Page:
Green Loading Zones are a relatively novel approach to incentivizing electric vehicle (EV) adoption. Two relevant pilot programs exist in the United States, one in Santa Monica, CA and the other one in Los Angeles, CA. Both are “zero-emission” delivery programs, meaning alternative fuel vehicles that reduce emissions (compared to fossil fuel vehicles) are not included in the pilot’s parking benefits (dedicated spaces and free parking). Other cities including Washington, DC and Vancouver, Canada are also creating truck-only zones and dedicating parking to EVs in their efforts to reduce emissions. Bremen, Germany also has a similar program called an Environmental Loading Point.

Many cities in Europe are implementing low- or zero-emission zones. These are different than GLZs in that entire cities or sections of cities are restricted to vehicles that meet certain emissions criteria. London, Paris, and 13 Dutch municipalities are all implementing low-emission zones. These zones have achieved some success in reducing greenhouse gas emissions: in London, CO2 from vehicles has been reduced by 13 percent. Companies operating in those cities have opted to purchase cleaner vehicles or to replace trucks with alternative modes like cargo bikes. In addition to demonstrating similar goals as NYC DOT, these programs provide insights to the siting and structure of GLZs. Loading zones have been selected based on equity concerns, delivery demand, and commercial density. Every city in the literature review has installed specific signage for the programs to clearly convey the regulations involved.

Survey and interview Findings

A range of company types replied to the survey: parcel carriers (large shippers), small shippers, e-commerce and retail companies, freight distributors, a truck dealer, a liquid fuel delivery company, and a logistics NYC  association (answering on behalf of members). The majority of these companies will be increasing their fleet sizes over the next ten years, and most plan to increase the share of EVs in their fleets while doing so. A smaller share (4 of 13) also plans to increase their share of alternative fuel vehicles. The most cited reasons for increasing fleet size and green vehicle share are: 1) internal sustainability goals, 2) social responsibility, and 3) new vehicles/models coming to the market.

Green vehicle adoption is not without its challenges. For EV adoption specifically, companies identified three major barriers: 1) competition in the EV market, 2) electric grid requirements upstream of company-owned facilities, and 3) lack of adequate government-supported purchasing subsidies. To overcome these barriers, respondents would like larger or more government purchasing incentives and reduced toll or parking rates for EVs. However, the majority of companies also expressed a willingness to pay for GLZs at similar rates to other commercial loading zones.

As for area coverage, all respondents deliver to Manhattan, Queens, and Brooklyn. 11 of 13 deliver to Staten Island and the Bronx as well. All EV and cargo bike operators deliver to Manhattan, whereas only one EV operator and one cargo bike operator deliver to all five boroughs of NYC. Respondents deliver at all times of day, but the busiest times are between 9:00AM and 4:00PM (stated by 8 of 13 respondents). Peak periods are busiest for four companies in the morning (6:00AM-9:00AM) and six companies in the evening (4:00PM-9:00PM).

The interviews supported findings from the survey. Both interviewed companies have a vested interest in reducing their environmental footprint and plan to use or produce exclusively zero-emission vehicles by 2050 (carrier) or 2035 (manufacturer). However, they noted challenges to electrifying entire fleets for cities. Charging infrastructure needs to be expanded, but incentives are also needed (parking benefits, subsidies, expedited permitting) to make the market viable for many delivery companies.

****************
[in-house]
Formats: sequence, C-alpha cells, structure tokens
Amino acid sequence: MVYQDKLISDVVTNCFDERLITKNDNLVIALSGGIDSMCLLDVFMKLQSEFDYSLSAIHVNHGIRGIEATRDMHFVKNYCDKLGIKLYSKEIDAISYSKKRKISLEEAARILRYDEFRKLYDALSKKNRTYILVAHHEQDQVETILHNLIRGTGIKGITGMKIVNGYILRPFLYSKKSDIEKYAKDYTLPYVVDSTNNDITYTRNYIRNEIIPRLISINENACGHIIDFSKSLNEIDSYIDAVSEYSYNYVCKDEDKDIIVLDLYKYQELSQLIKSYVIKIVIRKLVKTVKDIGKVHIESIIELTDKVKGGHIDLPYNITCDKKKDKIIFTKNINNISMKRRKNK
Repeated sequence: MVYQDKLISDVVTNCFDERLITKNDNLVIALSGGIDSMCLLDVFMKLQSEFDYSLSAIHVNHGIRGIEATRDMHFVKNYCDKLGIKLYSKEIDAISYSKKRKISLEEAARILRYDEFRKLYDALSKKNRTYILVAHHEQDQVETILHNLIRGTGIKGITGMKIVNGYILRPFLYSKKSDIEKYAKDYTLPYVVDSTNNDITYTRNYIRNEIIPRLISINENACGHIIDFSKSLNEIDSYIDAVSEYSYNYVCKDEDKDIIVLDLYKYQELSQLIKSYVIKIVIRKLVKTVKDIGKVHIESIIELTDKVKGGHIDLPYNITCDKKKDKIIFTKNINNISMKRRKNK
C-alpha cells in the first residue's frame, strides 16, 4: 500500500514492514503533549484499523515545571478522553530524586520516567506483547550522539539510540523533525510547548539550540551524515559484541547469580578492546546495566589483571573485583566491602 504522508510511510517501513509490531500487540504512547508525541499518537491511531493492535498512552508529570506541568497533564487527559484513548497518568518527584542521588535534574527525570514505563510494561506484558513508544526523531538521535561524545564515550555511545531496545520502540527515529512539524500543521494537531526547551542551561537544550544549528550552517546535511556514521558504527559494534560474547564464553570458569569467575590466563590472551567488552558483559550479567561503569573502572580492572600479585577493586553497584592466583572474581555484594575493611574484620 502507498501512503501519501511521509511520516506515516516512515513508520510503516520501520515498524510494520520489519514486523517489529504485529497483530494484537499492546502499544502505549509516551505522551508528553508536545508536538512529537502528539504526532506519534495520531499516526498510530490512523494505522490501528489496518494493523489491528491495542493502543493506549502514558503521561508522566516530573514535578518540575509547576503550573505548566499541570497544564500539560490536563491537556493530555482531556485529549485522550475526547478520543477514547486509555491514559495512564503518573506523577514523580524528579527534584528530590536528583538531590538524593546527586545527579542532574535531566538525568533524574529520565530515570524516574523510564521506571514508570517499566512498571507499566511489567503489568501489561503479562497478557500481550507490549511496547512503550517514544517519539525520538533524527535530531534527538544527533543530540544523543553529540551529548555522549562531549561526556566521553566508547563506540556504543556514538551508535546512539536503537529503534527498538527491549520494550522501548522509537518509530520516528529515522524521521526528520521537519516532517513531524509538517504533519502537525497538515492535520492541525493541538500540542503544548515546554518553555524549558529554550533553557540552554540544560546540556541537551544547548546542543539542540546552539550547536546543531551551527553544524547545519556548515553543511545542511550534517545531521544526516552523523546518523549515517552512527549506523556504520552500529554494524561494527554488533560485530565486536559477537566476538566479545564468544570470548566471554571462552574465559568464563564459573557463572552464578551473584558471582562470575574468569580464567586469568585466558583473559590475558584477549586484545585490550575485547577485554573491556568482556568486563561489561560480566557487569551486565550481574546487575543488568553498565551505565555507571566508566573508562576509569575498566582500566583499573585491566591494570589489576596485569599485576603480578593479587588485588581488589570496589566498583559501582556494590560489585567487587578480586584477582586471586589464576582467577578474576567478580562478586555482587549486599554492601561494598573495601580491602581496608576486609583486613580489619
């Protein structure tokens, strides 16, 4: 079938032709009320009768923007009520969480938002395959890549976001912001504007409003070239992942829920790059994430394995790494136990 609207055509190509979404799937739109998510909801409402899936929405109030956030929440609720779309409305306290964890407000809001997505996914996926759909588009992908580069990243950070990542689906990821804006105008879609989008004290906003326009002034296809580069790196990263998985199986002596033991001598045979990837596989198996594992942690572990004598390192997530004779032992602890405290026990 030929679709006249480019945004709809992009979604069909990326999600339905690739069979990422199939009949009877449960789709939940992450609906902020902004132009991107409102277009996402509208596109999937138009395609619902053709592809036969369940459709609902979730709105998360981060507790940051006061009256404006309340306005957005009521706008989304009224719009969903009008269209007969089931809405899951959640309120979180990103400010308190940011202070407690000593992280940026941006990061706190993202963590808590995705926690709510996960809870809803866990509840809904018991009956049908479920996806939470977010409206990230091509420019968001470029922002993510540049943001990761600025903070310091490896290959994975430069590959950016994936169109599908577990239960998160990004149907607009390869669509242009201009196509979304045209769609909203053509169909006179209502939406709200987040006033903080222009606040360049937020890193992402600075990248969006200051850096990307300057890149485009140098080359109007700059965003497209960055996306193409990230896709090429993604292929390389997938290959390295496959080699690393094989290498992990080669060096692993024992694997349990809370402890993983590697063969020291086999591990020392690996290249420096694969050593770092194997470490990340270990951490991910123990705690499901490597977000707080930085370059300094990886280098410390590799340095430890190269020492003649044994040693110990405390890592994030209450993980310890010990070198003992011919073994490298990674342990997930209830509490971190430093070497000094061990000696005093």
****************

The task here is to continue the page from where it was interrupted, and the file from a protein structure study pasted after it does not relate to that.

The preceding findings informed four key recommendations:

  • GLZs should be made available to multiple modes: green vehicles and cargo bikes. Adequate curb space might be needed to accommodate multiple step-side vans plus a small vehicle and cargo bikes, but this should be balanced against curb utilization rates and anticipated dwell times to maximize curb use.
  • Explore piloting GLZs in Lower Manhattan and commercial areas of Midtown Manhattan; they could be the most beneficial locations for the pilot according to survey respondents.
  • The preferred layout for GLZs is several spaces distributed across multiple blocks.
  • DOT can charge for the GLZ use. It is recommended that rates not exceed current parking prices in the selected neighborhood, but some companies are willing to pay a modest increase over that rate to avoid parking tickets.


Recommended Citation:
Urban Freight Lab (2022). NYC Zero-Emissions Urban Freight and Green Loading Zones Market Research.

Analysis of a Food Bank Home Delivery Program

Food security, defined as access at all times to nutritious food, is a necessary condition for human beings to thrive and have an active and healthy life. In Seattle, about 13 percent of adults experienced food insecurity. Moreover, food security is not equitably distributed across the population. Food insecurity is more common in households with young children, with single parents, with incomes below 185 percent of the poverty threshold, in Black and Hispanic populations, and in principal metropolitan areas. Hunger relief organizations, such as food banks, play a key role in redistributing food to those experiencing food insecurity. However, a share of the food-insecure population could not be reached by this system. In particular, people who are immobile, immunocompromised, and elderly are not able to access the food bank network. The University District Food Bank, serving the northeast neighborhoods of Seattle, started a home delivery program 10 years ago, where volunteers pick up groceries at the food bank and deliver them to households in need, and largely expanded it during the pandemic. While volunteers were initially performing deliveries using cars or vans, the program was expanded through a collaboration with the Cascade Bicycle Club, a non-profit bike advocacy organization.